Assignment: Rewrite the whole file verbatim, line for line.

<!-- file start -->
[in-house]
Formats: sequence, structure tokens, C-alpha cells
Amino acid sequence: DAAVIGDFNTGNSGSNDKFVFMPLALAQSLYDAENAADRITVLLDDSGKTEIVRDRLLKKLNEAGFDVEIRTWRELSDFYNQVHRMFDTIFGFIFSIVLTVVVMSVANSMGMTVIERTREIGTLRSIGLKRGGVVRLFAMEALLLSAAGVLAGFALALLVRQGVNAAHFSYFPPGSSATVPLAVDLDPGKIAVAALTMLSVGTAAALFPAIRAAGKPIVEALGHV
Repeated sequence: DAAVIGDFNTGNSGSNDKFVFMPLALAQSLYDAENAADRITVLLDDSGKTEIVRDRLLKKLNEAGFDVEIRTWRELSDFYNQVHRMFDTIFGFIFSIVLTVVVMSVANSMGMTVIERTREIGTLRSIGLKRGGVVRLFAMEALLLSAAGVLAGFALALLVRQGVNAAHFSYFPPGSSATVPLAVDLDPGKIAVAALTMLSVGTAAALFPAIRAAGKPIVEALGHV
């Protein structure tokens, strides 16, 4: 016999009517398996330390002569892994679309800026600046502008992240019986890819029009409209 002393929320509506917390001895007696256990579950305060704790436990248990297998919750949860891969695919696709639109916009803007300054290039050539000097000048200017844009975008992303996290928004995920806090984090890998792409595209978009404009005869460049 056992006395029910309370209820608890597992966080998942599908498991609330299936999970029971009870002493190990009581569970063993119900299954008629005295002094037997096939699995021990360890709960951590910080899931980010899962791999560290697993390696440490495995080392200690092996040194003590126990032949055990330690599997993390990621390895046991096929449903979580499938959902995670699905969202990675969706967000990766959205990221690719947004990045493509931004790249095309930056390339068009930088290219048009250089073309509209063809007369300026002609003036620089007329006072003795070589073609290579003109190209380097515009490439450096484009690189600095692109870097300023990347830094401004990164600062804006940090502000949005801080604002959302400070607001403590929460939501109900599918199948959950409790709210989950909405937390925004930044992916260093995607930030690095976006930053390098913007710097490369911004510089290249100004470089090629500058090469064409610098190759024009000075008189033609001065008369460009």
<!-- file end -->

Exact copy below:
[in-house]
Formats: sequence, structure tokens, C-alpha cells
Amino acid sequence: DAAVIGDFNTGNSGSNDKFVFMPLALAQSLYDAENAADRITVLLDDSGKTEIVRDRLLKKLNEAGFDVEIRTWRELSDFYNQVHRMFDTIFGFIFSIVLTVVVMSVANSMGMTVIERTREIGTLRSIGLKRGGVVRLFAMEALLLSAAGVLAGFALALLVRQGVNAAHFSYFPPGSSATVPLAVDLDPGKIAVAALTMLSVGTAAALFPAIRAAGKPIVEALGHV
Repeated sequence: DAAVIGDFNTGNSGSNDKFVFMPLALAQSLYDAENAADRITVLLDDSGKTEIVRDRLLKKLNEAGFDVEIRTWRELSDFYNQVHRMFDTIFGFIFSIVLTVVVMSVANSMGMTVIERTREIGTLRSIGLKRGGVVRLFAMEALLLSAAGVLAGFALALLVRQGVNAAHFSYFPPGSSATVPLAVDLDPGKIAVAALTMLSVGTAAALFPAIRAAGKPIVEALGHV
């Protein structure tokens, strides 16, 4: 016999009517398996330390002569892994679309800026600046502008992240019986890819029009409209 002393929320509506917390001895007696256990579950305060704790436990248990297998919750949860891969695919696709639109916009803007300054290039050539000097000048200017844009975008992303996290928004995920806090984090890998792409595209978009404009005869460049 056992006395029910309370209820608890597992966080998942599908498991609330299936999970029971009870002493190990009581569970063993119900299954008629005295002094037997096939699995021990360890709960951590910080899931980010899962791999560290697993390696440490495995080392200690092996040194003590126990032949055990330690599997993390990621390895046991096929449903979580499938959902995670699905969202990675969706967000990766959205990221690719947004990045493509931004790249095309930056390339068009930088290219048009250089073309509209063809007369300026002609003036620089007329006072003795070589073609290579003109190209380097515009490439450096484009690189600095692109870097300023990347830094401004990164600062804006940090502000949005801080604002959302400070607001403590929460939501109900599918199948959950409790709210989950909405937390925004930044992916260093995607930030690095976006930053390098913007710097490369911004510089290249100004470089090629500058090469064409610098190759024009000075008189033609001065008369460009």